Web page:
What you Must Know About Teens Who Decide to Run Away from Home

It can be a terrifying thought as a parent to know that your teen may run away from home. We will explore here the various dangers that runaway teens usually face, the reasons they decide to run away and some patterns associated with teens who have run away.

Threats to Runaway Teens

Teens who leave their homes out of rebellion, vowing never to return represent a case of at risk youth.  Once out of home they are in desperate need of a place to stay and a way to fill their belly. These circumstances may put them into a lot of distressing situations.

Such youth put themselves at the major risk of sexual exploitation in exchange for a roof over their head, medicine or food. Selling themselves for sexual reasons is sometimes the only choice for them as they are in an age bracket when they cannot rely on a lot of practical skills for earning a livelihood. Not surprisingly, a high proportion of runaway girls are at a greater risk of getting into unwanted pregnancies with as many as 20 percent of such girls reported to have become pregnant due to the lack of availability of birth control measures and exposing themselves to hazardous circumstances.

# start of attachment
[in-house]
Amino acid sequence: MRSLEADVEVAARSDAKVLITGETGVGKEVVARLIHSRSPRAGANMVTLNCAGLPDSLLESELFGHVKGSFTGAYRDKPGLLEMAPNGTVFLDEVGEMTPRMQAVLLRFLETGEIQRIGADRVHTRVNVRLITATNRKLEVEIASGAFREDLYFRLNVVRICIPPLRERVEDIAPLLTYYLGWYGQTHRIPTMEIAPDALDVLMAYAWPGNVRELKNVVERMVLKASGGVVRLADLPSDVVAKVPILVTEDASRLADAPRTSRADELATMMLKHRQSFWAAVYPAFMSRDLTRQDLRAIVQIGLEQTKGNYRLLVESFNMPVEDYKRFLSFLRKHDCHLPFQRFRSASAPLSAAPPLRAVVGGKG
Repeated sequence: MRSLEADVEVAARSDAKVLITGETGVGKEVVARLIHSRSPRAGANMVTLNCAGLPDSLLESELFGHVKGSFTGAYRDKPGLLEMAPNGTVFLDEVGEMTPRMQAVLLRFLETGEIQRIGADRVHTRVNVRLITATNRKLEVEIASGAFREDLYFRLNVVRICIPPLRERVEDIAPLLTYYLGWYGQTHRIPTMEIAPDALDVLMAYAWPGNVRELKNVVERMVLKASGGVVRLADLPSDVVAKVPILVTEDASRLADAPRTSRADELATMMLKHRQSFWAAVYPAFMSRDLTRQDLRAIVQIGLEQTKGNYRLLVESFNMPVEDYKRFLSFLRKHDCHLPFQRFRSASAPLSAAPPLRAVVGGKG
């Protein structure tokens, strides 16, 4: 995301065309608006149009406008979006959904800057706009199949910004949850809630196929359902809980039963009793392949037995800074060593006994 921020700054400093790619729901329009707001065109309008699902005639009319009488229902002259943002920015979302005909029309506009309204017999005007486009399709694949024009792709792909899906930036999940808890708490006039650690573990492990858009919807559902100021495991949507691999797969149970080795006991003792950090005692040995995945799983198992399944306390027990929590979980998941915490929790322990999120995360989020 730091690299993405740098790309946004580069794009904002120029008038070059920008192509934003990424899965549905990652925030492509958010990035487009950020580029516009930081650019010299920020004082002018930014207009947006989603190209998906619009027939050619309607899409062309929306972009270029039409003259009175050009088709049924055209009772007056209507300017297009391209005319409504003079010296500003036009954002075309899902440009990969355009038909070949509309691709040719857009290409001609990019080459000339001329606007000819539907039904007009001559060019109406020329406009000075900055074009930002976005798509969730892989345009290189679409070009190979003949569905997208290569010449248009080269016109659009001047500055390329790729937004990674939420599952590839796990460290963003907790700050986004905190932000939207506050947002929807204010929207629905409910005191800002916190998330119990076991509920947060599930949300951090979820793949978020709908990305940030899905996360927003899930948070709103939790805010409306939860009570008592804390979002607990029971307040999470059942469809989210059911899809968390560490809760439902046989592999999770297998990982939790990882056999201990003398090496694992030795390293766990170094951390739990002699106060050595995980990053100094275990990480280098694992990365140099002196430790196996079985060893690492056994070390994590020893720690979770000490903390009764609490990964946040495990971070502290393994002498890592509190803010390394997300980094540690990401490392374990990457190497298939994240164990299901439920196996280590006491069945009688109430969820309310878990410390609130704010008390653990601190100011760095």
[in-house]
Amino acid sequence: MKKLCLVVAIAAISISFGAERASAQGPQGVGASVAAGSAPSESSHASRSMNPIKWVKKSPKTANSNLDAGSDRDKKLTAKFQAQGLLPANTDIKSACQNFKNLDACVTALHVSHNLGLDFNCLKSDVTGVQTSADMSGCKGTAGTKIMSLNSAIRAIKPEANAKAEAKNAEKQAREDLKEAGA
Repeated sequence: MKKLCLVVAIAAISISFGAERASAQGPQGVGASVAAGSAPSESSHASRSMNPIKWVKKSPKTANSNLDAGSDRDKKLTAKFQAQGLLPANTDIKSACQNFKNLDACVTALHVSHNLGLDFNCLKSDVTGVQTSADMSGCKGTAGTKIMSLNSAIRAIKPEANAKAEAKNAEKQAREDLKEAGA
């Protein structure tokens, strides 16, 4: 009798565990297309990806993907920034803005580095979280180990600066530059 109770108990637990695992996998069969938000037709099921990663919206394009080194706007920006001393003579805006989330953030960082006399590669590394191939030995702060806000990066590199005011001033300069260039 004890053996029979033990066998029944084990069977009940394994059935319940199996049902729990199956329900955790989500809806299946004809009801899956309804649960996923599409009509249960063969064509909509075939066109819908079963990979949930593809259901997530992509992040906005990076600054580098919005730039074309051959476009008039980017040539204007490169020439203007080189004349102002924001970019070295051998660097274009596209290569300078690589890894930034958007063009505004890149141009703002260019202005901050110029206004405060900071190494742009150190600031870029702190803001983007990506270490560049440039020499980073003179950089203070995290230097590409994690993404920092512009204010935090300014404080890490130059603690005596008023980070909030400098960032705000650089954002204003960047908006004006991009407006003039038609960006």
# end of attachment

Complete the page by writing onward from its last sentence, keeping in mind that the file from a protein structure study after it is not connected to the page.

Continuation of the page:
Also, teens who run away are faced with a more severe level of threats in the shape of overdependence on drugs and alcohol. They may find themselves peddling drugs to sustain themselves. Research reveals that the level of dependence on drugs and alcohol seen in such youth predicts a greater likelihood of addiction.

Moreover, research also highlights the prevalence of a higher number of mental illnesses in these teens that may worsen into suicidal tendencies. After all, the act of running away from home is linked to conduct disorder, anxiety, depression and dysthymia or may reveal itself in such mental and physical manifestations.

What Causes the Act of Running Away?